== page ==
Friday, May 20, 2005

Normal Map seams in 3ds Max

There is a bug that creates lighting seams at UV borders when using normal maps and .fx shaders in 3ds Max 7. I created a sample file to show the results of the bug. You can download it here.

This file uses HLSLnormal_map_specular.fx for the DirectX 9 shader. This shader and the required textures are also included with this zip file. More information about the shader is available here.

Three test cases are shown in the sample file. The first test case (the cylindar on the left) uses a blank normal map - meaning that all of the pixels in the normal map are (127,127,255) - so all of the normals should be pointing straight off the surface. The cylindar has a cylindrical projection UV map applied. In the final release version of Max 7 (7.0 SP1), a seam is clearly visible running from the top to the bottom of the cylindar along the edge where one side of the UV map meets the other. This seam should not occur since the faces on either side of the seam share the same smoothing group and the pixels in the normal map are all exactly the same color.

In the second test case, I'm using a more complex normal map with the same texture coordinates. The same sceam exists. This seam is not caused by the normal map because if I apply the same normal map to a flat plane and tile it, there is no seam.

In the last test case, bot the cylindar and the sphere are face mapped, so every quad on the cylindar and sphere have UV coordinates from zero to one. The seams (facets) are clearly visible on both the cylindar and the sphere - but they shouldn't be there because all those faces share smoothing groups.

I know that this is a bug because if I open the sample file in the Beta version of Max 7 (version 57), there is no seam. Here's what it looks like in Max 7 Beta:

No Seams in Max 7 Beta

And here's what it looks like in Max 7 Final version with the seams:

Normal Map Seams in Max 7 Final

I think that this bug occurs because the smoothing groups are crossing UV borders. This means that each vertex in max has to be split into two verts to send to the graphics card. To handle this case correctly both verts would have to share the same normal but for some reason, the verts on both sides of the seam are not unified.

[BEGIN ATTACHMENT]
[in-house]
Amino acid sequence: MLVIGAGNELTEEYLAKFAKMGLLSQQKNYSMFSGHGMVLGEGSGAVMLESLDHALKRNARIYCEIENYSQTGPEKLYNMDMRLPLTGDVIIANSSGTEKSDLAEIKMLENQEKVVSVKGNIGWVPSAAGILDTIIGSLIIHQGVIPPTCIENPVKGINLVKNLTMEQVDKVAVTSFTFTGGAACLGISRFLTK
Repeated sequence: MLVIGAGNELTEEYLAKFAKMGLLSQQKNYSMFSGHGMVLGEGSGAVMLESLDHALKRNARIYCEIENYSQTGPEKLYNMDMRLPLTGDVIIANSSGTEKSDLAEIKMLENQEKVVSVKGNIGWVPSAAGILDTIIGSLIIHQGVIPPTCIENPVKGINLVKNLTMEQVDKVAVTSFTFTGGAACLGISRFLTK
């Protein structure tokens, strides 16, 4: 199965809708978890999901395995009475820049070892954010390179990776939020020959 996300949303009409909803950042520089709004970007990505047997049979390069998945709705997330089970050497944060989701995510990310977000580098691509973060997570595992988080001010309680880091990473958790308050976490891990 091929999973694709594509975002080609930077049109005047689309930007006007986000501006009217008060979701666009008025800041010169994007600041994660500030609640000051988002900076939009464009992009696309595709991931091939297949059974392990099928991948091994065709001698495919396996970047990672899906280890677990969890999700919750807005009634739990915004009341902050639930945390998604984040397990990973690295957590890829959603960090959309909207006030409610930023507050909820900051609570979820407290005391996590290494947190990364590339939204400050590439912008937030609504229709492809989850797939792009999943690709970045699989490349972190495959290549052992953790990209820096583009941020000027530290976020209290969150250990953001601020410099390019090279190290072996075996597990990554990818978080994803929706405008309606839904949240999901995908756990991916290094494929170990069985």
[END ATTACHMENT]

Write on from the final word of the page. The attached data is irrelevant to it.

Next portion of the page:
If you add a "NormalBump" map to a standard max material and do a software render, there is no seam, so this bug only applies to the real-time viewport display.

This same bug can also be observed when using the two normal map .FX files that are shipped with 3ds Max, DiffseBump.fx and RTTNormalMap.fx, although these shaders yield incorrect lighting - so I didn't use them for this test case.

If you have more infomation about this bug, post it here.

Saturday, May 07, 2005

New Shader!

I've added a new shader to the HLSL Shaders on my web site. You can grab it here:

This new shader is the same as my Normal Map Specular shader but it adds support for three point lights. I was impressed with how much nicer the lighting looks when you can have a key light, a fill light, and a kicker/rim light. Here's an example:

All Three Lights

I'm doing all three point lights in one pass, so this shaders requires 68 pixel shader instructions. That puts it over the limit of 64 instruction in Pixel Shader 2.0 so I had to switch it to use Pixel shader 2.a. That means it requires a higher end graphics card.

A lot of people have been asking about my global illumination shader and how it works so I've also started writing a new tutorial on my method of real-time global illumination. When it's done, the tutorial will cover the use and creation of diffusely convolved cubic environment maps as well as how to create ambient occlusion maps. I'll get it done as quick as I can.